Social Cues: Hello, today a co-worker... - CHADD's Adult ADH...

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Social Cues

1andOnly profile image

Hello, today a co-worker on a group email ask me a question; “can you let me know where you are at?” I answered, I’m working from home. My manager who was on the group email sent a reply that this person wasn’t literally asking where I was, but my work status on a project.

I don’t know how react to this. Is this a missed social cue as a result of ADHD or am I too up tight about a work related issue?

If ADHD, how would I prevent this from happening again, other than, in this case, asking what do you mean and maybe sounding professionally weird. Can any of you relate?

13 Replies

Hi, I can relate to this. I do think its easy to miss social cues with Adhd and appreciate it must b hard in a work setting. I think having very high anxiety levels/being uptight go hand in hand with Adhd. This is part of the reason I miss social cues because I feel Sometimes, I'm not really present because my mind is going so fast its hard to pay attention and listen, especially in a social setting.

A mixture of acceptance of where you are now and also looking for good sensible ways to to improve always gives me hope. Its ok to make mistakes and no ones perfect.

Would you feel comfortable being open with your manager about it also. I know this isn't always possible.

1andOnly profile image
1andOnly in reply to Fred2001

Thanks for the reply. No I’m not comfortable reaching out to my manager unfortunately. Although my office now recognizes mental health. I don’t think they have come to the place to consider neurological diversity.

They should have said "where are you at on the project?". They were as far off as you. Don't sweat it. But when people confuse you, back up and think about what their needs and priorities probably are at that moment.

ADHD33 profile image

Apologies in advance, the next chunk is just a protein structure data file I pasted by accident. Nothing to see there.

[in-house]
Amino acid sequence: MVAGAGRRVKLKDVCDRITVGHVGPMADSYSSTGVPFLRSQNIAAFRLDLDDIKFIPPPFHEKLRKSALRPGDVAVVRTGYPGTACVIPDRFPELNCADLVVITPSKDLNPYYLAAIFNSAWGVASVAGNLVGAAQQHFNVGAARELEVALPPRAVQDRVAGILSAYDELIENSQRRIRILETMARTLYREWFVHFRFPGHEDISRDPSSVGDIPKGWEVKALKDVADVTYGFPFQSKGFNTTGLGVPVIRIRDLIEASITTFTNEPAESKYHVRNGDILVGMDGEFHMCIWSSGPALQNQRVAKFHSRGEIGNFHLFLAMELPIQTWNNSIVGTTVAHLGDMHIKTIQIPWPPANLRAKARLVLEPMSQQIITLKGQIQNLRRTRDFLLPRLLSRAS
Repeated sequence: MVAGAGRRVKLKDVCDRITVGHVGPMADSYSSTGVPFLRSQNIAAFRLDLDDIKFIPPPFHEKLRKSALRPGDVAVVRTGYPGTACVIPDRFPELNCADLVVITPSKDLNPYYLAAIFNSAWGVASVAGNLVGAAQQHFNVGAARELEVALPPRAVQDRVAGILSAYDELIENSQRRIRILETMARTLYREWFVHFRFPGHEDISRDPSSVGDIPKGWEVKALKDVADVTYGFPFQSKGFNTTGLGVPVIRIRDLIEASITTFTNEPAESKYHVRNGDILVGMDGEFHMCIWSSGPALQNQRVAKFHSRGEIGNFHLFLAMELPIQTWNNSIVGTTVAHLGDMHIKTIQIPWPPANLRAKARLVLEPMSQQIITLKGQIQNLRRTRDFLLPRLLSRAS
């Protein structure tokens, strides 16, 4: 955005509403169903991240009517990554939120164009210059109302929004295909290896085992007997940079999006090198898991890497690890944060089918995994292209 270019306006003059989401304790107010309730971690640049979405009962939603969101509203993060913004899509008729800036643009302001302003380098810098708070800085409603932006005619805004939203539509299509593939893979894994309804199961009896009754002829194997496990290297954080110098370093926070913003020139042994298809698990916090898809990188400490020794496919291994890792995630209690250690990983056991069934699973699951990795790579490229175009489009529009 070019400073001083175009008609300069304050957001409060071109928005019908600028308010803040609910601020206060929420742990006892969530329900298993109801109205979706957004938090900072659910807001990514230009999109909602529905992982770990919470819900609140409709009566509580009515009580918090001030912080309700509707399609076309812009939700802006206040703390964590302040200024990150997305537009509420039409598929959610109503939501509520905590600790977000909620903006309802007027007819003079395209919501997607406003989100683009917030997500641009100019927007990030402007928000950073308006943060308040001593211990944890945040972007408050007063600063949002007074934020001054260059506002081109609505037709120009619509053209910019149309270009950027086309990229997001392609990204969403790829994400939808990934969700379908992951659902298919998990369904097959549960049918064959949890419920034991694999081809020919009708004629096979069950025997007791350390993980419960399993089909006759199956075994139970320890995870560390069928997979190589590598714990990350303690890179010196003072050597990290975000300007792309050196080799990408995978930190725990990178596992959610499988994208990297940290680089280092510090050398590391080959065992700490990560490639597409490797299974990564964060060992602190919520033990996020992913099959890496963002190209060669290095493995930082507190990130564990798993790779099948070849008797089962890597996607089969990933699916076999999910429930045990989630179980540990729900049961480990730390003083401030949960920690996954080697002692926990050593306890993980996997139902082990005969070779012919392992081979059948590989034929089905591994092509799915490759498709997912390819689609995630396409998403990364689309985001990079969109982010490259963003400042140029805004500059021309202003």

ADHD33 in reply to JuliaDeSousa

Totally agree! These days that idiom takes on a whole new meaning. You could even respond with a joke about in the “new normal” who knows how to interpret that question anymore! 🤣

Thank you. I needed to hear this.

I can relate to this and it happens to me quite frequently. What you could do is try to notice how may times other people ask for clarification about things because they all do it as well. They all make this same mistake. You are not that far off from other people. Everyone has their strengths and weaknesses and if you see this as a weakness of yours then you will have other strengths that will compensate for this. I always look at people to try to remember what they are good at and I think other people do it as well. So people mostly judge you on what your strengths are and not what your weaknesses are. Also, which one would be less embarrassing, asking for clarification or getting it wrong? For me, I don't like to make mistakes and would rather ask for clarification.

I can relate to this, but in my case I feel like it's a combo of slow processing (of auditory input in particular, but could also be written) and impulse control. I always want to answer a question right away, because for me, I'm often trying to compensate for my slow processing - which I don't necessarily think is part of ADD but not sure.

And my lack of impulse control often has me answering something before I'm able to think "globally "about the situation. The only thing that seems to help my 'pause button' is to do my yoga in the morning or other exercise, especially something using the breath consciously since currently I haven't been taking medication. Anything that gets you in your body and able to think about the other person's perspective before you jump into replying.

Hope that helps somewhat!

BTV65 profile image
BTV65 in reply to artnmusic

"I'm often trying to compensate for my slow processing - which I don't necessarily think is part of ADD but not sure."

I'm nearly 100% positive that this is absolutely part of ADD. This is not to say that everyone with ADD will do that. My wife has ADHD and she is as quick as a whip, but I think she is an exception. I think another part of her brain overcompensates for the ADHD. It changes as we age though. Things we did in our youth that worked fine to balance ADD are no longer working as well for us as we get older.